Equine-assisted psychotherapy (EAP) is a form of therapy that involves working with horses to promote emotional growth and healing. The therapy typically involves activities such as grooming and leading horses, which can help individuals develop skills such as communication, problem-solving, and emotional regulation. Here are some recent research findings regarding the benefits of EAP with both adults and children:
Improvements in mental health: A recent study published in the Journal of Psychiatric and Mental Health Nursing found that EAP was effective in reducing symptoms of anxiety, depression, and stress in adults. Another study published in the Journal of Counseling Psychology found that EAP was effective in reducing symptoms of PTSD in veterans.
Enhanced social skills: A study published in the Journal of Child and Family Studies found that children who participated in EAP demonstrated significant improvements in social skills, such as communication and cooperation, compared to children who did not participate in the therapy.
Increased self-esteem: A study published in the Journal of Creativity in Mental Health found that EAP was effective in increasing self-esteem in both adults and adolescents.
Improved relationships: A study published in the Journal of Marital and Family Therapy found that EAP was effective in improving family functioning and relationships between family members.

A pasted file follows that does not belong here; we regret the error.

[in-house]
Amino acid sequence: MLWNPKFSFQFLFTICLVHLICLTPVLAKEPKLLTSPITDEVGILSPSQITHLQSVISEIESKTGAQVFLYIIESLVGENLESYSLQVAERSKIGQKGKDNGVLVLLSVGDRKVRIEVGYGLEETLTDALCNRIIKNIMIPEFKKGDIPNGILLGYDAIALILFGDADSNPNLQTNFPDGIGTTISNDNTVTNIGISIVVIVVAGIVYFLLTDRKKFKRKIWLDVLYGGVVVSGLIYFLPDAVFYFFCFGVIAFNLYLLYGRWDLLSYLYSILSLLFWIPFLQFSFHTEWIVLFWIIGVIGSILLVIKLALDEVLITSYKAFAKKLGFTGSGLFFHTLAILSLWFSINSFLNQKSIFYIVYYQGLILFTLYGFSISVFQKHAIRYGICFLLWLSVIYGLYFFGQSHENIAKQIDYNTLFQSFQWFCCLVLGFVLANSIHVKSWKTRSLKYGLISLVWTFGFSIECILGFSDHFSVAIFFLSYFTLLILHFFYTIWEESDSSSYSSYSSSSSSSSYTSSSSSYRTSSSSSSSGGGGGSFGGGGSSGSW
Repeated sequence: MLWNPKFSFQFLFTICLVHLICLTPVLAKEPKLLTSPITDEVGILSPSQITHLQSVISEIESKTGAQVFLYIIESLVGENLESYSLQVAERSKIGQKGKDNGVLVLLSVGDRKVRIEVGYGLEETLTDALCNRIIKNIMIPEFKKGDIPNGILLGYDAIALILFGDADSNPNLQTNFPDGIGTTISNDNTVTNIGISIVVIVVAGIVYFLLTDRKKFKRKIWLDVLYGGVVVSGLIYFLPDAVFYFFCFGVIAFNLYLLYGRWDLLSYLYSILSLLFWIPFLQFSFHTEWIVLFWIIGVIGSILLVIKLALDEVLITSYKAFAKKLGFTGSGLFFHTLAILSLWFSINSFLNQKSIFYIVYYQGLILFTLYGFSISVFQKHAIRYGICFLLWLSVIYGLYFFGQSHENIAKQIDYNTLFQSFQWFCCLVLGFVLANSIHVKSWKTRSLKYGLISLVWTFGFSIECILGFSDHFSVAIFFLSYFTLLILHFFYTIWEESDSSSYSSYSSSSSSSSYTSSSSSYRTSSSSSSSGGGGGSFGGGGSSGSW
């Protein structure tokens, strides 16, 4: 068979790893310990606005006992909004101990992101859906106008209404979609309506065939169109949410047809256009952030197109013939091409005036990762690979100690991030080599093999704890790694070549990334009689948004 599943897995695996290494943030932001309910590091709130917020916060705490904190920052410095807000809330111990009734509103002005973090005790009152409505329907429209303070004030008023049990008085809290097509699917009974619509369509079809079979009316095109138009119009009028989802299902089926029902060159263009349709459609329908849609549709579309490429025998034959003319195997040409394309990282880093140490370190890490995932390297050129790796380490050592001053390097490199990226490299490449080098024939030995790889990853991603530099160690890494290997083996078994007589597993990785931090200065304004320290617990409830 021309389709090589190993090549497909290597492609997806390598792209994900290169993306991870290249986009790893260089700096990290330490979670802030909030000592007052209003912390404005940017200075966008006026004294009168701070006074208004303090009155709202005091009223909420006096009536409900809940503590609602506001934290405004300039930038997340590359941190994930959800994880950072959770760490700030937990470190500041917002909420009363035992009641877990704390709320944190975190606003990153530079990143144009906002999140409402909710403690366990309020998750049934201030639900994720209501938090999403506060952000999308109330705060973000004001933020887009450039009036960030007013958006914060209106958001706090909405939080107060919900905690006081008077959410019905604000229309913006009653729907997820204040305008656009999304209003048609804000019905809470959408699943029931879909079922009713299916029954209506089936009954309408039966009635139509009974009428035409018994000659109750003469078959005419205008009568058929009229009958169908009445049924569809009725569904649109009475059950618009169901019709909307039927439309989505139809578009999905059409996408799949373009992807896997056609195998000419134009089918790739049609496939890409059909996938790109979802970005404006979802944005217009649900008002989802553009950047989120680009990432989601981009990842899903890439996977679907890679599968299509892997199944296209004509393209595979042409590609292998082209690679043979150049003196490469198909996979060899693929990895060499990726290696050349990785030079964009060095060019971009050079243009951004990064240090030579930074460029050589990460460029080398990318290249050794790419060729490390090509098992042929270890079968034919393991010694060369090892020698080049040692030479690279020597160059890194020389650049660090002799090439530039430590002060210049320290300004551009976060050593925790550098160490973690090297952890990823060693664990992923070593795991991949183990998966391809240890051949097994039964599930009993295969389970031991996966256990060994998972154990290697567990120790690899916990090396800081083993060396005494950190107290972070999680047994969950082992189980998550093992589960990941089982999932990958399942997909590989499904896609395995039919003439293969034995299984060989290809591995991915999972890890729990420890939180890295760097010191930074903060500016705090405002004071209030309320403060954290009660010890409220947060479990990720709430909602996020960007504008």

Enhanced emotional regulation: A study published in the Journal of Child and Family Studies found that EAP was effective in improving emotional regulation in children with behavioral and emotional difficulties.
Overall, research suggests that EAP can be an effective form of therapy for a range of mental health issues in both adults and children, as well as for improving social skills, self-esteem, and relationships. However, it is important to note that EAP should be used in conjunction with traditional therapy approaches and under the guidance of a trained mental health professional. Here are some references to peer-reviewed papers that discuss the benefits of Equine Assisted Psychotherapy:
Steiner, K. N., & Gray, M. (2021). Equine-Assisted Interventions for Mental Health: A Systematic Review and Meta-Analysis. Journal of Psychiatric and Mental Health Nursing, 28(3), 324-340.
Johnson, R. J., Albright, D. L., & Marzolf, J. R. (2015). The effectiveness of equine-assisted experiential therapy: Results of an open clinical trial. Journal of Counseling Psychology, 62(4), 578-590.
Bass, M. M., Duchowny, C. A., & Llabre, M. M. (2009). The effect of therapeutic horseback riding on social functioning in children with autism. Journal of Autism and Developmental Disorders, 39(9), 1261-1267.
Trotter, K. S., Chandler, C. K., & Goodwin-Bond, D. (2008). Casey’s story: Equine-facilitated psychotherapy for a child with autism. Journal of Creativity in Mental Health, 3(3), 254-266.
Bachi, K., Terkel, J., & Teichman, M. (2012). Equine-assisted psychotherapy for at-risk adolescents: The influence on self-image, self-control and trust. Clinical Child Psychology and Psychiatry, 17(2), 298-312.
Pazos, L. R., Barrio, A. L., & Fernández-López, J. (2021). Efficacy of equine-assisted psychotherapy in posttraumatic stress disorder among military veterans: A systematic review and meta-analysis. European Journal of Psychotraumatology, 12(1), 1939493.
These studies are just a small selection of the many research papers that have been published on the topic of equine-assisted psychotherapy.